In Europe, the conversion of agricultural soil implied a net loss of potential. But the rapid loss in the area of arable soils appears to be economically meaningless because EU is perceived to be dependent on internal food supply anymore. During the period 2000–2006 the European Union lost 0.27% of its cropland and 0.26% of its crop productive potential. The loss of agricultural land during the same time was the highest in the Netherlands, which lost 1.57% of its crop production potential within six years. The figures are quite alarming for Cyprus (0.84%), Ireland (0.77%) and Spain (0.49%) as well.
In Italy, in the Emilia-Romagna plain (ERP), the conversion of 15,000 hectare of agricultural soil (period 2003-2008) implied a net loss of 109,000 Mg per year of wheat, which accounts for the calories needed by 14% of ERP population (425,000 people). Such a loss in wheat production is just 0.02% of gross domestic product (GDP) of the Emilia-Romagna region, which is actually a minor effect in financial terms. Additionally, the income from the new land use is often much higher than the one guaranteed by agriculture, as in the case of urbanisation or extraction of raw materials.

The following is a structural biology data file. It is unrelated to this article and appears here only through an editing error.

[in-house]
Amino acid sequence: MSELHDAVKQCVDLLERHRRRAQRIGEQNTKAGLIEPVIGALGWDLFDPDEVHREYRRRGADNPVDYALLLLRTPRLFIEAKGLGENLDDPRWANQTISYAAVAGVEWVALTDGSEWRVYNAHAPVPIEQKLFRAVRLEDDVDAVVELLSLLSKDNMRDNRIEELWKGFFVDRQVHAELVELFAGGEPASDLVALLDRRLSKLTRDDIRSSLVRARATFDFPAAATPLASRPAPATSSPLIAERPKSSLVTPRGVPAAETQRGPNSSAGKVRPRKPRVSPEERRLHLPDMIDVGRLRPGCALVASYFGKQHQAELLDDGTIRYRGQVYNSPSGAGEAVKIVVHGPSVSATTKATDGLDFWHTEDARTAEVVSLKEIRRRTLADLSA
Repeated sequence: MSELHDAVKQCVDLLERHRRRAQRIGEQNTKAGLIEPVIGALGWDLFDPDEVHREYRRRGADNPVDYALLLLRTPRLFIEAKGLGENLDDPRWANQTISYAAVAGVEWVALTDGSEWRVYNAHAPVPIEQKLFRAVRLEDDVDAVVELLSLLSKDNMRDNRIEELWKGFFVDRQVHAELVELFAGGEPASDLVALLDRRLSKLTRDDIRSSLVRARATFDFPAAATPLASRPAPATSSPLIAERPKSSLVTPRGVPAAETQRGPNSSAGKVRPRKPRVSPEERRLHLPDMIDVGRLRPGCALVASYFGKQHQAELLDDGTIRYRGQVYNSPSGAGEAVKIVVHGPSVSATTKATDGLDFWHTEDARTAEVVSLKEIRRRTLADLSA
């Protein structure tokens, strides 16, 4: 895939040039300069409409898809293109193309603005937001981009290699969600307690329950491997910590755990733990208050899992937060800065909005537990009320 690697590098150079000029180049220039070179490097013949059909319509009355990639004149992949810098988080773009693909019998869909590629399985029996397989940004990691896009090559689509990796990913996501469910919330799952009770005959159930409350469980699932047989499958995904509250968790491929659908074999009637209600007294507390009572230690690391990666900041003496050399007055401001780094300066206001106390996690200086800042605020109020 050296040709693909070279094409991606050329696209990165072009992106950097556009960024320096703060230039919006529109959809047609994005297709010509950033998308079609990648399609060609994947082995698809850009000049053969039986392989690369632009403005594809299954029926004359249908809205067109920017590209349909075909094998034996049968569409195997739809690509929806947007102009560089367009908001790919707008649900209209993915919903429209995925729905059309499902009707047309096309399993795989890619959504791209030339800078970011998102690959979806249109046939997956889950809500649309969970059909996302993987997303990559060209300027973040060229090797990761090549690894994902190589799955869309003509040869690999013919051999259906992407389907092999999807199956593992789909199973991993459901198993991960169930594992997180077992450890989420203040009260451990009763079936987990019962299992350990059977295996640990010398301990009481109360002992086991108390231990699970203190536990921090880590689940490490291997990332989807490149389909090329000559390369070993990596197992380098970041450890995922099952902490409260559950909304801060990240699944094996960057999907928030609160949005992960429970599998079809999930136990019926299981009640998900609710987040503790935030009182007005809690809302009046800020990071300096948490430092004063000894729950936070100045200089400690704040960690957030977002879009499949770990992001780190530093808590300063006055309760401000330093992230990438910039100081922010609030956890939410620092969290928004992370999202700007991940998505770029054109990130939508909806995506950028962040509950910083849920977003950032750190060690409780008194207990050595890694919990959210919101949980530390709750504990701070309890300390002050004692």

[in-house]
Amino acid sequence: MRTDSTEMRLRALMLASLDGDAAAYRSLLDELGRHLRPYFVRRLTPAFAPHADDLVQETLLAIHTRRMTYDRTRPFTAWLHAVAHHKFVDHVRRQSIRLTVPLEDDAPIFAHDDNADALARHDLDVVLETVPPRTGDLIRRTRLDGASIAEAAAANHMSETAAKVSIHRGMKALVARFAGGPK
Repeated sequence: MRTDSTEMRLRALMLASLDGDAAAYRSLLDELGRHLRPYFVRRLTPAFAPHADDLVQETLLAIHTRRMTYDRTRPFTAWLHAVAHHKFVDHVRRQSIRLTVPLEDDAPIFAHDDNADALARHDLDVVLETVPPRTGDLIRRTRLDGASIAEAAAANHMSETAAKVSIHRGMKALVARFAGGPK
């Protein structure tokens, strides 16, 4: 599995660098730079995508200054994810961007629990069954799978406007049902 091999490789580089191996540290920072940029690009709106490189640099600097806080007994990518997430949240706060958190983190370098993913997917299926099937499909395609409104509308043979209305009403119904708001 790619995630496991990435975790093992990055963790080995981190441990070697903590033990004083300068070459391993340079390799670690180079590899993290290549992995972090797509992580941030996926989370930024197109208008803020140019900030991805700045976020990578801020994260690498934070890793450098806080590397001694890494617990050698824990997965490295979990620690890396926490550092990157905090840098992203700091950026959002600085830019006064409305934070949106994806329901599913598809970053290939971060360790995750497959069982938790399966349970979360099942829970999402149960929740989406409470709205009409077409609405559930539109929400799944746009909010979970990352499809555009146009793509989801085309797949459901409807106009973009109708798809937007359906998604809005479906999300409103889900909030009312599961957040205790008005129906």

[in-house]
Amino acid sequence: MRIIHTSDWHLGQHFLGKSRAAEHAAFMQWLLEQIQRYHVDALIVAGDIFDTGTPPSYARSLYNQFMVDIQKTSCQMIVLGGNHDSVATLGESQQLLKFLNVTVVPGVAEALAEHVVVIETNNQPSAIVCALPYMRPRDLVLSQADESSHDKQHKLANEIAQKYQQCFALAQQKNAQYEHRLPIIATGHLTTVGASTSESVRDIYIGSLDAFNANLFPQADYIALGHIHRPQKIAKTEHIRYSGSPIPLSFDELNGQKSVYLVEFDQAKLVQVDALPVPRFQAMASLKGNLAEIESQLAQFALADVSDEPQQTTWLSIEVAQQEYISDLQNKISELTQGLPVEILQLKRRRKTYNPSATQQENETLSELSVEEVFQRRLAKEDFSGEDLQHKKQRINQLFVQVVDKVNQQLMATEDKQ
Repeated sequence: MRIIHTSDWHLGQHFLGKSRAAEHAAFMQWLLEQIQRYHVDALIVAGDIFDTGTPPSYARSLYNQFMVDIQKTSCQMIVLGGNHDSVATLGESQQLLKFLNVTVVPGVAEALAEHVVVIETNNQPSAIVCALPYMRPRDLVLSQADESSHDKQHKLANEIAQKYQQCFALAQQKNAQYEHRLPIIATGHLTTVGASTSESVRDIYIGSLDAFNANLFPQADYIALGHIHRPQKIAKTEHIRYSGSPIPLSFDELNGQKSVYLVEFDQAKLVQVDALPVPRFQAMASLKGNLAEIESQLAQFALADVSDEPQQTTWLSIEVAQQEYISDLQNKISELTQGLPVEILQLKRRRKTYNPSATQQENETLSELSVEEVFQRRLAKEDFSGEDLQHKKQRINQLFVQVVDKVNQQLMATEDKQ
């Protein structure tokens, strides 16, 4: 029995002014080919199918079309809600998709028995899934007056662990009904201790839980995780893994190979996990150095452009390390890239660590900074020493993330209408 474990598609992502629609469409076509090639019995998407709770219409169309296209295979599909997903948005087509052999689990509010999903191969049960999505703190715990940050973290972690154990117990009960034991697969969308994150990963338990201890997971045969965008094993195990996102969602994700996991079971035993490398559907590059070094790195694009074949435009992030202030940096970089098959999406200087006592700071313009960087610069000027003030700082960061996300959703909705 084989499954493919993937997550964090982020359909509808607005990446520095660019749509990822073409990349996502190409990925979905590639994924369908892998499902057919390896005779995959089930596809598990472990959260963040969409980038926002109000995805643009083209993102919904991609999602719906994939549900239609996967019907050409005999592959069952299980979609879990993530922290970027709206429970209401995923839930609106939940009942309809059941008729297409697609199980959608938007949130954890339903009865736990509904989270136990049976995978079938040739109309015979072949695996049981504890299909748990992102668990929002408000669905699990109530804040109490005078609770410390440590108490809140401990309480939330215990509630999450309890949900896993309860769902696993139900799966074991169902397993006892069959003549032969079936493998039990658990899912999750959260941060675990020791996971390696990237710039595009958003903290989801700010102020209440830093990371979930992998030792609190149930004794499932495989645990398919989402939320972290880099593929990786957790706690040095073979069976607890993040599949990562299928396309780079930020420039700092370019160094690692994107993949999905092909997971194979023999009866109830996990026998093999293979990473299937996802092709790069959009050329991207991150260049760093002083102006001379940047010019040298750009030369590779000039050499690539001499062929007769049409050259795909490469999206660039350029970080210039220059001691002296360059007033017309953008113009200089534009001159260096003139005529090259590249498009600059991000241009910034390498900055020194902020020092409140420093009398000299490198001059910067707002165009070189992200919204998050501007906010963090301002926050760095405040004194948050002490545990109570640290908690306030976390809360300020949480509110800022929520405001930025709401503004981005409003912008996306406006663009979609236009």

C - Climate Change
“Results show that climate change is likely to reduce agricultural production, thus reducing food availability” (Brown etal., 2008.) “The food security threat posed by climate change is greatest for Africa, where agricultural yields and per capita food production has been steadily declining, and where population growth will double the demand for food, water, and livestock forage in the next 30 years” (Devereux et al., 2004).
In 2060, the hungry population could range from 641 million to 2087 million with climate change (Chen et al., 1994). By the year 2030, Cereal crops will decrease from 15 to 19 percent, temperatures are estimated to rise from 1 degrees Celsius to 2. 75 degrees Celsius, which will lead to less rainfall, which will all result in an increase in food insecurity in 2030 (Devereux etal, 2004). In prediction farming countries will be the worst sectors hit, hot countries and drought countries will reach even higher temperatures and richer countries will be hit the least as they have more access to more resources (Devereux et al. 2004).
- Water Crisis